Bloody hell and other English expressions to pass for a Briton

British and American English are in fact two completely different languages ​​that are only very similar to each other. After all, they have been developing separately for almost 250 years, since the United States gained independence.

We have previously written material on which phrases to use to make speech more like American. And the British were cheated.

Today we are correcting ourselves and talking about words and phrases that will make your speech more British. Go.

Disclaimer. If you want to read our previous article “10 phrases in English that will help you pass for an American”, then here link to it

Bloody

The standard meaning of the word “bloody” is bloody or covered in blood. But the British are very fond of using it as an emotion booster.

It is considered practically a curse, but it is not included in the number of censored. It’s like a Russian “pancake” – it doesn’t seem to be too cultured, but you definitely can’t call it abusive.

The phrase “bloody hell” is considered especially popular. This is the semantic equivalent of “damn it” – an exclamation that does not carry much meaning, but means surprise, fear, delight, or another strong emotion.

Ron Weasley from the Harry Potter movie franchise is very fond of this phrase:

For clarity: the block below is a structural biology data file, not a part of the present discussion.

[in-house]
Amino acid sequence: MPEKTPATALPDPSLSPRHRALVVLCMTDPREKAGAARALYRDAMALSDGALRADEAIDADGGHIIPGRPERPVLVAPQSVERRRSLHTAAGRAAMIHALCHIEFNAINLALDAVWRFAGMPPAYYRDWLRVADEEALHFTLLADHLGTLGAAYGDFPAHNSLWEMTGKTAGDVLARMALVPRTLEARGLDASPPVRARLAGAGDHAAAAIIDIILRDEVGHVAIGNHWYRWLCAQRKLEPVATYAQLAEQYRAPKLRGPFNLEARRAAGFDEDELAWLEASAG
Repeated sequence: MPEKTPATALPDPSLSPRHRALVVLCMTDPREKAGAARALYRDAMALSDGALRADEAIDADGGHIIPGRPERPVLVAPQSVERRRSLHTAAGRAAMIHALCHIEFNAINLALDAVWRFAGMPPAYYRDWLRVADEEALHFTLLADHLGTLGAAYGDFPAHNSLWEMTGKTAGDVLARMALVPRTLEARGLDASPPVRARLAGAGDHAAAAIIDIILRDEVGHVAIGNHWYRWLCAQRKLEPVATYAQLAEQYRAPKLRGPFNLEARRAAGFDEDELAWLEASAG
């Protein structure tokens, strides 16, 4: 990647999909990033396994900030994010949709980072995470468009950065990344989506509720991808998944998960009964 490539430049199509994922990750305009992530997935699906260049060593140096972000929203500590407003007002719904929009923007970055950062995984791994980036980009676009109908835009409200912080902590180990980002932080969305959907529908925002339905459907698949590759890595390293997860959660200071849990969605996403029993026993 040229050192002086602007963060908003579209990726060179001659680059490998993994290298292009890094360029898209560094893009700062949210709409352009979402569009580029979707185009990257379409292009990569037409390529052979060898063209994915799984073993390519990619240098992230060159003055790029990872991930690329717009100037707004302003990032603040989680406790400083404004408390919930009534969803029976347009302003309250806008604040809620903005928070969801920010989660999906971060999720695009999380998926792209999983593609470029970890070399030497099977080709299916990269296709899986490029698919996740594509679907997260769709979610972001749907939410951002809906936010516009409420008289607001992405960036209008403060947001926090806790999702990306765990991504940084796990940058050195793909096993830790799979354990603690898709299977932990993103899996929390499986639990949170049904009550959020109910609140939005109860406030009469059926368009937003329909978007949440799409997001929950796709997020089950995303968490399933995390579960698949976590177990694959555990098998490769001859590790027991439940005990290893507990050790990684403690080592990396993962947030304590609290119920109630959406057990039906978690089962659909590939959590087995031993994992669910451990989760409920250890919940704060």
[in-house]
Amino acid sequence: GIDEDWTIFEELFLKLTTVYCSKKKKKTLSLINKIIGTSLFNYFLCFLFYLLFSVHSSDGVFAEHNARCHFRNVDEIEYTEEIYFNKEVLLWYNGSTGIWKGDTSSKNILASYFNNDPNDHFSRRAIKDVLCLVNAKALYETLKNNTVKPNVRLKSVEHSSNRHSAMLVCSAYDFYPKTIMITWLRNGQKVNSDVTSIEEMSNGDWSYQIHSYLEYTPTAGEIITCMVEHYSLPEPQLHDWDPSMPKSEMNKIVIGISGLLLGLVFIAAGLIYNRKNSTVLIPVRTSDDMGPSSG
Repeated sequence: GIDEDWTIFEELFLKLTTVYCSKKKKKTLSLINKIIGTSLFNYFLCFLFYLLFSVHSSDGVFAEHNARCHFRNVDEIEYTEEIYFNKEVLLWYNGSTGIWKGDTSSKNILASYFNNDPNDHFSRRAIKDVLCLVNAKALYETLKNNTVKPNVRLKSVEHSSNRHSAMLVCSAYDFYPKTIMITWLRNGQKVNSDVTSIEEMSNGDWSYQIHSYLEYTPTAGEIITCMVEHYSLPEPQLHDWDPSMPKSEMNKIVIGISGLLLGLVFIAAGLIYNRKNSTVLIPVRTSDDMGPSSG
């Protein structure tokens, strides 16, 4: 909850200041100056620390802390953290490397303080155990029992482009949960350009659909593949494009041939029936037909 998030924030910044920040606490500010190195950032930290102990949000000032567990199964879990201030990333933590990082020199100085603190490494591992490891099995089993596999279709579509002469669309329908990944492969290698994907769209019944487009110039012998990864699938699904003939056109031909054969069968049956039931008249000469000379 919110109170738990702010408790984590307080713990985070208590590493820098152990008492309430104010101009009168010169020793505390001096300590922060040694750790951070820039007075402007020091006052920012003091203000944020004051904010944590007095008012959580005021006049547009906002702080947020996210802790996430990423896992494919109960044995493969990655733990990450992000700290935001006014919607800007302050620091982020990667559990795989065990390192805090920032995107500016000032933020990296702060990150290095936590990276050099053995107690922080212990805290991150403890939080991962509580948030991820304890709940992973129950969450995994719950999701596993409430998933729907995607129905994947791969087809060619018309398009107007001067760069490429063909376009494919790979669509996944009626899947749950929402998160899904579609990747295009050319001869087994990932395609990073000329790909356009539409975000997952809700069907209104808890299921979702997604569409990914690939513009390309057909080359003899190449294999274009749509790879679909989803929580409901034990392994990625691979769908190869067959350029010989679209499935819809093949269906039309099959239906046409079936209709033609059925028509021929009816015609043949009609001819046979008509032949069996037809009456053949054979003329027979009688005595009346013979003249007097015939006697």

The most interesting thing is that the word “bloody” in this sense began to be used 300 years ago. 300, Karl! That’s what tradition means, even in terms of slang.

It was also used in personal letters by Jonathan Swift, author of Gulliver’s Travels. He wrote:

It was bloody hot walking today. I dined in the city and went and came by water.

***

It was damn hot to walk today. I dined in the city and went to get some water.

And if at the beginning of the 20th century “bloody” was perceived as a rude word, now it is like a common emotional exclamation. It is interesting that it is popular only on the British Isles – in other English-speaking countries it is practically not used in such a context.

Blimey

Another emotional expression. It is very similar to “bloody” in meaning, but there are some nuances. If “bloody” expresses more surprise or shock, then “blimey” has a slightly more negative connotation. This is what they often say when something unpleasantly surprises. But in general, the differences are minimal.

In the Russian language, in terms of meaning, “Christmas trees-sticks” are most suitable.

The history of the word is very interesting. As it turned out, this is an abbreviated form of the phrase “God blind me”. Literally – “God dazzle me”, but in its meaning it corresponds to “Thunder strike me.”

The word is old and already in the 1980s was considered archaism, but it unexpectedly got a second life after 1997.